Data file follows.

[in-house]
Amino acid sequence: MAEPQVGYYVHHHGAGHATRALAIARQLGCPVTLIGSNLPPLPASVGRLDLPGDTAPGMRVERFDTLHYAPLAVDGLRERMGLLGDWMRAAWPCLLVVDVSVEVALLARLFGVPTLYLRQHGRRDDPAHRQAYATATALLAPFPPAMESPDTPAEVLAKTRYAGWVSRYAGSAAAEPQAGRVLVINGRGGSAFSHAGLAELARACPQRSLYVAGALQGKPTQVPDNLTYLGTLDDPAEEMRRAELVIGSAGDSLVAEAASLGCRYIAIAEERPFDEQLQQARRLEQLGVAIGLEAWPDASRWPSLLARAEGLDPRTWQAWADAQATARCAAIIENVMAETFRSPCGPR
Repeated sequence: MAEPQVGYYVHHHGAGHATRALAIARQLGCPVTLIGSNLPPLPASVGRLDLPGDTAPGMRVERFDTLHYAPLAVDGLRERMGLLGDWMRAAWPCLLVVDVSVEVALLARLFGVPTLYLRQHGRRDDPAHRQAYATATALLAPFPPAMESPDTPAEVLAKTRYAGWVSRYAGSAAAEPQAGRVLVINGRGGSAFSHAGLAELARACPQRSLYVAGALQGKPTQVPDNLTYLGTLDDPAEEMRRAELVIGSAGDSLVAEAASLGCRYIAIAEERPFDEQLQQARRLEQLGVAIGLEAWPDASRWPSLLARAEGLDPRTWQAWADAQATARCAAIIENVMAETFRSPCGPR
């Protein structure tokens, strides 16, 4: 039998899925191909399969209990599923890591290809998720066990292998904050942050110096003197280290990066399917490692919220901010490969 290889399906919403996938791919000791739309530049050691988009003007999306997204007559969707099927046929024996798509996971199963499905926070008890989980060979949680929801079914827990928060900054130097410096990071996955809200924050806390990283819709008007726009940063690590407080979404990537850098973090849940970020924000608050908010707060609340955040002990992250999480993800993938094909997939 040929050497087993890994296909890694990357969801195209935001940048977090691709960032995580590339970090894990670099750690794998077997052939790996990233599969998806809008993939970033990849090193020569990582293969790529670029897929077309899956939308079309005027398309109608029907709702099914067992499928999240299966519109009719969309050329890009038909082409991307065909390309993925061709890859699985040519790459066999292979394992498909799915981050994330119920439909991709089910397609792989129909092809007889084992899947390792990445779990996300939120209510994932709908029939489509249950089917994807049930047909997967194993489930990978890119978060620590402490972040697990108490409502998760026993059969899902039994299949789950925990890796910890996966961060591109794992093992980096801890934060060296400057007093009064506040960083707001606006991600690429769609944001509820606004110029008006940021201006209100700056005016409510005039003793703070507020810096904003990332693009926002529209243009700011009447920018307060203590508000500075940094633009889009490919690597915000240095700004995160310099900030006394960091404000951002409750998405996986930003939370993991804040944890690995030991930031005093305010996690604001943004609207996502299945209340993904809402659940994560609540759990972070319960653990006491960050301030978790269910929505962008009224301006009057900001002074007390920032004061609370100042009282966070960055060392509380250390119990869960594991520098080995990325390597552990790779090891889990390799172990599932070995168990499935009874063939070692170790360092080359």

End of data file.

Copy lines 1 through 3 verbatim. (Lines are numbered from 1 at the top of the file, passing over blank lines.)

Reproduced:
[in-house]
Amino acid sequence: MAEPQVGYYVHHHGAGHATRALAIARQLGCPVTLIGSNLPPLPASVGRLDLPGDTAPGMRVERFDTLHYAPLAVDGLRERMGLLGDWMRAAWPCLLVVDVSVEVALLARLFGVPTLYLRQHGRRDDPAHRQAYATATALLAPFPPAMESPDTPAEVLAKTRYAGWVSRYAGSAAAEPQAGRVLVINGRGGSAFSHAGLAELARACPQRSLYVAGALQGKPTQVPDNLTYLGTLDDPAEEMRRAELVIGSAGDSLVAEAASLGCRYIAIAEERPFDEQLQQARRLEQLGVAIGLEAWPDASRWPSLLARAEGLDPRTWQAWADAQATARCAAIIENVMAETFRSPCGPR
Repeated sequence: MAEPQVGYYVHHHGAGHATRALAIARQLGCPVTLIGSNLPPLPASVGRLDLPGDTAPGMRVERFDTLHYAPLAVDGLRERMGLLGDWMRAAWPCLLVVDVSVEVALLARLFGVPTLYLRQHGRRDDPAHRQAYATATALLAPFPPAMESPDTPAEVLAKTRYAGWVSRYAGSAAAEPQAGRVLVINGRGGSAFSHAGLAELARACPQRSLYVAGALQGKPTQVPDNLTYLGTLDDPAEEMRRAELVIGSAGDSLVAEAASLGCRYIAIAEERPFDEQLQQARRLEQLGVAIGLEAWPDASRWPSLLARAEGLDPRTWQAWADAQATARCAAIIENVMAETFRSPCGPR